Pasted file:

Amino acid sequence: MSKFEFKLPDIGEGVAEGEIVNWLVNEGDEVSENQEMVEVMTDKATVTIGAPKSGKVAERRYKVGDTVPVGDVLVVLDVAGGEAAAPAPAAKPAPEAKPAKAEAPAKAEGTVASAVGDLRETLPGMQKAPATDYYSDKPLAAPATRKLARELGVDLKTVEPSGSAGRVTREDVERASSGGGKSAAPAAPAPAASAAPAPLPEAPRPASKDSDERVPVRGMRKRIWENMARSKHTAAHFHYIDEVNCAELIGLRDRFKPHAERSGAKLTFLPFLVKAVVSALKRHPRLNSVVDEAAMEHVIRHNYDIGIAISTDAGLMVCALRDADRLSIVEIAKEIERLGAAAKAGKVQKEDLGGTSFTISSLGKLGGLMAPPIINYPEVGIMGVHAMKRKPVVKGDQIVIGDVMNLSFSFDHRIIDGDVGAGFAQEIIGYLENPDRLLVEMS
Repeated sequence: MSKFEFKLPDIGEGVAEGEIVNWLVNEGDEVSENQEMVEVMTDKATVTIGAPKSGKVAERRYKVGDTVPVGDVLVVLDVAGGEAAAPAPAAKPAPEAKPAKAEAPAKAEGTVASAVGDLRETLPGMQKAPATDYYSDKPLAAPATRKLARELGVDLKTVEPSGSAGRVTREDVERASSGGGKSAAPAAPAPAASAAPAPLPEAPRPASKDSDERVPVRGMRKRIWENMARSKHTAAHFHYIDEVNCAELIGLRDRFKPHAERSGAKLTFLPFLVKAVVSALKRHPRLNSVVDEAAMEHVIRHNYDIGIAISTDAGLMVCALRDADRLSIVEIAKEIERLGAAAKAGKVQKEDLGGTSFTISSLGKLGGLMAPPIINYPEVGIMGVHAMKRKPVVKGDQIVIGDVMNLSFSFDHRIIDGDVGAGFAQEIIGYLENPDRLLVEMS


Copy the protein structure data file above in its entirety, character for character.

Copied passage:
Amino acid sequence: MSKFEFKLPDIGEGVAEGEIVNWLVNEGDEVSENQEMVEVMTDKATVTIGAPKSGKVAERRYKVGDTVPVGDVLVVLDVAGGEAAAPAPAAKPAPEAKPAKAEAPAKAEGTVASAVGDLRETLPGMQKAPATDYYSDKPLAAPATRKLARELGVDLKTVEPSGSAGRVTREDVERASSGGGKSAAPAAPAPAASAAPAPLPEAPRPASKDSDERVPVRGMRKRIWENMARSKHTAAHFHYIDEVNCAELIGLRDRFKPHAERSGAKLTFLPFLVKAVVSALKRHPRLNSVVDEAAMEHVIRHNYDIGIAISTDAGLMVCALRDADRLSIVEIAKEIERLGAAAKAGKVQKEDLGGTSFTISSLGKLGGLMAPPIINYPEVGIMGVHAMKRKPVVKGDQIVIGDVMNLSFSFDHRIIDGDVGAGFAQEIIGYLENPDRLLVEMS
Repeated sequence: MSKFEFKLPDIGEGVAEGEIVNWLVNEGDEVSENQEMVEVMTDKATVTIGAPKSGKVAERRYKVGDTVPVGDVLVVLDVAGGEAAAPAPAAKPAPEAKPAKAEAPAKAEGTVASAVGDLRETLPGMQKAPATDYYSDKPLAAPATRKLARELGVDLKTVEPSGSAGRVTREDVERASSGGGKSAAPAAPAPAASAAPAPLPEAPRPASKDSDERVPVRGMRKRIWENMARSKHTAAHFHYIDEVNCAELIGLRDRFKPHAERSGAKLTFLPFLVKAVVSALKRHPRLNSVVDEAAMEHVIRHNYDIGIAISTDAGLMVCALRDADRLSIVEIAKEIERLGAAAKAGKVQKEDLGGTSFTISSLGKLGGLMAPPIINYPEVGIMGVHAMKRKPVVKGDQIVIGDVMNLSFSFDHRIIDGDVGAGFAQEIIGYLENPDRLLVEMS